FD council to vote on franchise fees again

Support for Nestle Purina also on agenda

Proposed utility franchise fees that would generate $2.4 million a year to pay for hiring eight more police officers will come before the Fort Dodge City Council tonight for a second vote.

The council is also scheduled to act on providing up to $1.6 million to support an expansion of the Nestle Purina PetCare plant at 2400 Fifth Ave. S. That money will not come from the proposed franchise fees, however.

The council meeting will begin at 5:30 p.m. in the Municipal Building, 819 First Ave. S., with a workshop at which the elected officials will receive the annual report of the Historic Preservation Commission.

The council’s business meeting will begin at 6 p.m. That’s when the franchise fees will be considered again.

The proposed franchise fees would be 5 percent added to both the electric and gas bills of MidAmerican Energy customers.

If the franchise fees are implemented, the 1 percent local option sales tax would be removed from those bills.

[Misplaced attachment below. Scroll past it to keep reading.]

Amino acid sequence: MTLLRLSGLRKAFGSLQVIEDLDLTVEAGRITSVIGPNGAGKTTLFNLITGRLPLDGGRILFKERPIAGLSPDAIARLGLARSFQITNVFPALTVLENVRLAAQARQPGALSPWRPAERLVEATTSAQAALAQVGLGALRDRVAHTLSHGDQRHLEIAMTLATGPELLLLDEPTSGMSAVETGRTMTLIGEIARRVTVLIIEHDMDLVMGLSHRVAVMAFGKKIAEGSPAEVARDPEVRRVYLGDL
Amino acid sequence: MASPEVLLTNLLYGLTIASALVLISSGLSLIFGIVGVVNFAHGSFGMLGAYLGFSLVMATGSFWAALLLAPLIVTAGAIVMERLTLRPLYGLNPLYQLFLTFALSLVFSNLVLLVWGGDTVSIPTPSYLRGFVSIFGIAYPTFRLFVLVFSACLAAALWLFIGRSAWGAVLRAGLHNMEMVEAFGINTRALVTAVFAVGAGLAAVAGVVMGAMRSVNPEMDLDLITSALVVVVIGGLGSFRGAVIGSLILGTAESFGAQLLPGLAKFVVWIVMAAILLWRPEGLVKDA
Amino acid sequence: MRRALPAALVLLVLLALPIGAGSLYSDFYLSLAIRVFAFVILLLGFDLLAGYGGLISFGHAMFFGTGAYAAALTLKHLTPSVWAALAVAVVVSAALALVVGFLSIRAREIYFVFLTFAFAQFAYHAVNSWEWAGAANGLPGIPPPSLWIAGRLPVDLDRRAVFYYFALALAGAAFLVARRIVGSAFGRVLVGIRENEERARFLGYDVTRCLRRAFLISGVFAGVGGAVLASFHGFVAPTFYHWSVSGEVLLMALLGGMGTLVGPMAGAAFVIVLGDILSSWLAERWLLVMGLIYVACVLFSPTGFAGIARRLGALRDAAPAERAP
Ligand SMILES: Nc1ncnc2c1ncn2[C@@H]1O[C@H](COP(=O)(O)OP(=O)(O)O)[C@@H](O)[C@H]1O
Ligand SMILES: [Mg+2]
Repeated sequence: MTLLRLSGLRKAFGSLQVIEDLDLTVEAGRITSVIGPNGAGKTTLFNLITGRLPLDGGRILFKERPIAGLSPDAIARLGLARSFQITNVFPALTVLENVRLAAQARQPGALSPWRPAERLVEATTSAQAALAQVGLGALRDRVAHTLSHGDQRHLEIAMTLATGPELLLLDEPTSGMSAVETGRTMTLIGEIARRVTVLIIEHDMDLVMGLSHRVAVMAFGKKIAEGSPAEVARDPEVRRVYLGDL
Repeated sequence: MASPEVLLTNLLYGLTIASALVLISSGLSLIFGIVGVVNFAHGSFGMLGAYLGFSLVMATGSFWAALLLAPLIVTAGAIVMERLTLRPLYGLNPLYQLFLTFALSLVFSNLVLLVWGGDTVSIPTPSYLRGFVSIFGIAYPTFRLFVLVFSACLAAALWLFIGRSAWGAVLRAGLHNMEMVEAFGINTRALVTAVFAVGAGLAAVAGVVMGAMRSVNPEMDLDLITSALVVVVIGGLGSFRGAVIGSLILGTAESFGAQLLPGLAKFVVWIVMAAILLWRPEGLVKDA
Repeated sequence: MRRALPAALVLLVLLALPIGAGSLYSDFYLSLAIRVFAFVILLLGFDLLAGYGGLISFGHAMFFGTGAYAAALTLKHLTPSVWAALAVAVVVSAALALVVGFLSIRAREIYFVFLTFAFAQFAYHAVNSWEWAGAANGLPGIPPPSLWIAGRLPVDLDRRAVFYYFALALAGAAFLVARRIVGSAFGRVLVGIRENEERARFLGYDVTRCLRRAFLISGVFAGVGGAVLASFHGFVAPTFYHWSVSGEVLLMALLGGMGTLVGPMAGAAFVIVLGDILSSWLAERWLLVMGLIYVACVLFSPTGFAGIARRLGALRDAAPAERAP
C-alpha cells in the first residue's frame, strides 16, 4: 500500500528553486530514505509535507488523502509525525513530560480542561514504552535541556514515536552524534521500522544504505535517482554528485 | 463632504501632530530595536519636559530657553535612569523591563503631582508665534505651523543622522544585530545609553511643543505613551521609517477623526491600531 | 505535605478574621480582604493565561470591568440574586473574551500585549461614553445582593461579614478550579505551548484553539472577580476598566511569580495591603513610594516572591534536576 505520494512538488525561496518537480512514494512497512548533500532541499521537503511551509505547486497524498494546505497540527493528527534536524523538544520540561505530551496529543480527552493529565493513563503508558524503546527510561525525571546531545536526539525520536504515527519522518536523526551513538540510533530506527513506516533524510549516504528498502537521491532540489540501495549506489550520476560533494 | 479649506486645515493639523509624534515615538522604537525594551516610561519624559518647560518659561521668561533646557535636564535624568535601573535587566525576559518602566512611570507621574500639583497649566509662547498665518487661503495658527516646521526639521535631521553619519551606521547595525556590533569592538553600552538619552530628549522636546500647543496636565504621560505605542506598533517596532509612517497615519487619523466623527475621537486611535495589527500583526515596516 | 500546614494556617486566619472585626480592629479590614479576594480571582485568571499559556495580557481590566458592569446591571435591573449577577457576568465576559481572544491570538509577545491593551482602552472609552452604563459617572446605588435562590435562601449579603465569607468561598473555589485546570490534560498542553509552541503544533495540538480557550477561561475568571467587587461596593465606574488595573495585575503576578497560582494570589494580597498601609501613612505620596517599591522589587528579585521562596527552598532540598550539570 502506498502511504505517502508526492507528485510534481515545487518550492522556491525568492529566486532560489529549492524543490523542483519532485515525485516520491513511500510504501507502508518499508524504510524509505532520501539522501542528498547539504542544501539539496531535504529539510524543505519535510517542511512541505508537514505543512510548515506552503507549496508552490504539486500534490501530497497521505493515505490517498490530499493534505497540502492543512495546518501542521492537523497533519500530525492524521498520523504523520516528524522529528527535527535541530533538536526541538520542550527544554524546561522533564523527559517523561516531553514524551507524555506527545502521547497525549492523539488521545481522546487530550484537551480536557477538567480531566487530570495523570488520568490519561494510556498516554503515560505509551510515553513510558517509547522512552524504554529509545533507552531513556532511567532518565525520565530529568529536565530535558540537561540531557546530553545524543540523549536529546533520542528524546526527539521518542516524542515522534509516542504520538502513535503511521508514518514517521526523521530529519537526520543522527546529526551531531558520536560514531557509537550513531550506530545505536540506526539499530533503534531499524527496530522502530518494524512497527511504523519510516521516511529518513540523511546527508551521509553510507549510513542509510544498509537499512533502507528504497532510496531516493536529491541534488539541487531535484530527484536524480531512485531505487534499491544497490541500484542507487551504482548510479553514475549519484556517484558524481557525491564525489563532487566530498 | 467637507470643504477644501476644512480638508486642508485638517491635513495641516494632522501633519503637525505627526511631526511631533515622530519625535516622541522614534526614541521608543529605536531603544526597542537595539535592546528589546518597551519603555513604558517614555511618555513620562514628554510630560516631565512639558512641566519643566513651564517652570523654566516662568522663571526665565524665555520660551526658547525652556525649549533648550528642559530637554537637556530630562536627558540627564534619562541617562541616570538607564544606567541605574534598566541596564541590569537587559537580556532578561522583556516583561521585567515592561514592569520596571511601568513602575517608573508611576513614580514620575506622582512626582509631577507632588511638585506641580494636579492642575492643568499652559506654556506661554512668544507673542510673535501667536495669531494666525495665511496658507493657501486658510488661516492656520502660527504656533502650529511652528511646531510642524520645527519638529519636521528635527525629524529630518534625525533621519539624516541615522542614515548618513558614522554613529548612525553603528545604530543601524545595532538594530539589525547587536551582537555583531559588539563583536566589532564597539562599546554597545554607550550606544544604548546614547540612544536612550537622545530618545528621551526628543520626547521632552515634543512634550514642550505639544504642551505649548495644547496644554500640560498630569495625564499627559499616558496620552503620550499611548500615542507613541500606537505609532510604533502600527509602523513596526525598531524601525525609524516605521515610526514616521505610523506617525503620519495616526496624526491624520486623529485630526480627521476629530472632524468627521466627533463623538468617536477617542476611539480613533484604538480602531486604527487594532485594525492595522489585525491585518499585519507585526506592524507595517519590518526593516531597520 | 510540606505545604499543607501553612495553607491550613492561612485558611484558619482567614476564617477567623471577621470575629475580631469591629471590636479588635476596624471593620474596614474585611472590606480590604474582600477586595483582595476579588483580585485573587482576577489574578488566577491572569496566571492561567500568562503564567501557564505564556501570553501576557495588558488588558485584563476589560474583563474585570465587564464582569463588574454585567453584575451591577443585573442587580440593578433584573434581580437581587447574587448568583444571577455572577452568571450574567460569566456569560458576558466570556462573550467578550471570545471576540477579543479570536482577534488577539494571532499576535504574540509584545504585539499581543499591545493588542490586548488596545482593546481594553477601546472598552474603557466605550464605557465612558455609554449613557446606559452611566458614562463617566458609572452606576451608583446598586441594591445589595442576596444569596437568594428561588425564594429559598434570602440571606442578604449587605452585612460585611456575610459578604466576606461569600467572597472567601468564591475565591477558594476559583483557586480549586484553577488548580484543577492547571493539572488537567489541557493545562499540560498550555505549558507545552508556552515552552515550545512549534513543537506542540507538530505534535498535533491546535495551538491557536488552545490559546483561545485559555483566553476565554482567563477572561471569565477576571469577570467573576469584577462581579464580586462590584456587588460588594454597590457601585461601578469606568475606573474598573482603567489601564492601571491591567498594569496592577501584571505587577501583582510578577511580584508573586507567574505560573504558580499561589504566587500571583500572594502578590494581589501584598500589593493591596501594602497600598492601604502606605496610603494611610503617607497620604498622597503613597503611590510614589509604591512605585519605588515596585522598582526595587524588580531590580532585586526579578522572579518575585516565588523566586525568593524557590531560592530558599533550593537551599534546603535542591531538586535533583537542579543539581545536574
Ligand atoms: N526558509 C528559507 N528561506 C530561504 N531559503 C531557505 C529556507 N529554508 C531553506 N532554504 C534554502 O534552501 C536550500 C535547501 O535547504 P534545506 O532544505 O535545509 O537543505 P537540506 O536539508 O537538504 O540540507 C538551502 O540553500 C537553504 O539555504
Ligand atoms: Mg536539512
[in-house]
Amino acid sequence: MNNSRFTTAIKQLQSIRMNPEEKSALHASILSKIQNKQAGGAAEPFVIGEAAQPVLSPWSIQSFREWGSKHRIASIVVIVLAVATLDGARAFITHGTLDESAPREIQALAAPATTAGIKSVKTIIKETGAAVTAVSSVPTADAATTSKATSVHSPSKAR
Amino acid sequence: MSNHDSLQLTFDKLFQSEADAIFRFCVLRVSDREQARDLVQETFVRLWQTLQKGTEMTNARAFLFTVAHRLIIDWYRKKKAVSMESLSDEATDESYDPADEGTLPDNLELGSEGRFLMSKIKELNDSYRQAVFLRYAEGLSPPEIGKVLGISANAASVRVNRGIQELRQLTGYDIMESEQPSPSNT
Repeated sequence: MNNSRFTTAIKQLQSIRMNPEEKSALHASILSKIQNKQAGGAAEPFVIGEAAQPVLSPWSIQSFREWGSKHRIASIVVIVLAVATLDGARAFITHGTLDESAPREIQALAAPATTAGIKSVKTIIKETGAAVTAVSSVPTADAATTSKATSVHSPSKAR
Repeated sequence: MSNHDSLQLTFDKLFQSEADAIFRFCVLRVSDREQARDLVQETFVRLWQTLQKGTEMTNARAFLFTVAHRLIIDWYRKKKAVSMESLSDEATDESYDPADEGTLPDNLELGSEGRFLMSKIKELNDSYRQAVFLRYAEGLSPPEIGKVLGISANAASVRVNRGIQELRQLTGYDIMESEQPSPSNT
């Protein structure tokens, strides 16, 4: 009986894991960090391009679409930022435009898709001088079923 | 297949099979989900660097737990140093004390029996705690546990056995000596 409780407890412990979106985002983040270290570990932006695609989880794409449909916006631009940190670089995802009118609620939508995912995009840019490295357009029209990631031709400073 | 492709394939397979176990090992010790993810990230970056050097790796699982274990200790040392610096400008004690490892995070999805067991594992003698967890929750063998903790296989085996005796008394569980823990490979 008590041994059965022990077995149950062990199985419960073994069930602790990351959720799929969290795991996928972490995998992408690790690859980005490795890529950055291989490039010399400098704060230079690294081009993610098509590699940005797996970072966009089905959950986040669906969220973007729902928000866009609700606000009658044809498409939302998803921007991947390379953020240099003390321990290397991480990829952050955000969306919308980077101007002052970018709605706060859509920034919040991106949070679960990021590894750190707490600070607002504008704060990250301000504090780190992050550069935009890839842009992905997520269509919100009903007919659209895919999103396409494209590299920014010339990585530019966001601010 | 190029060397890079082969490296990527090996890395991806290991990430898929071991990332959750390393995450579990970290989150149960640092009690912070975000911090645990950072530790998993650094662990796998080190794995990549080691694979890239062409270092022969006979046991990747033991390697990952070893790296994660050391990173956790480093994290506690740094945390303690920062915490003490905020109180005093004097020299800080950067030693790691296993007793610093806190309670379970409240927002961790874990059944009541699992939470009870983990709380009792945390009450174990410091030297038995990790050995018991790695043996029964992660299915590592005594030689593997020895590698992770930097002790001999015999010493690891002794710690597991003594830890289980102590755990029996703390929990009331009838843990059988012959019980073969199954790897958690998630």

The result would be a net increase of $3.68 per month on average residential electric bills, according to figures provided by the city.

There would also be a net increase of $3.18 per month on average residential gas bills, according to those figures.

Revenue from the franchise fees would pay for hiring eight more police officers, increasing the force to 48 members over two years.

Revenue from the franchise fees would also enable the city to reduce that part of the property tax rate that goes toward paying off general obligation bond debt. Currently, that specific levy is $4.50 per $1,000 of taxable value. If the franchise fees are approved, that levy would be reduced by $1 per $1,000 of taxable value.

The rest of the money from the fees would help to support the Karl L. King Municipal Band, Citizens Central and infrastructure projects.

The council approved the fees on the first reading during its Jan. 22 meeting. They must be approved two more times to become law.

Nestle Purina project

The pet food maker is planning a $200 million expansion that will create 50 new jobs, according to a report to the council from Vickie Reeck, the city’s community and economic development manager.

The company has applied for some financial aid from the Iowa Economic Development Authority. That state assistance will require some local government support.

The plan before the City Council would provide up to $1.6 million over 10 years. That money would come from tax increment financing, which occurs when increased property tax revenue from a designated area is set aside to be reinvested in that area.

Tonight, the council will consider a resolution declaring its intention to provide that $1.6 million if the state assistance is approved.


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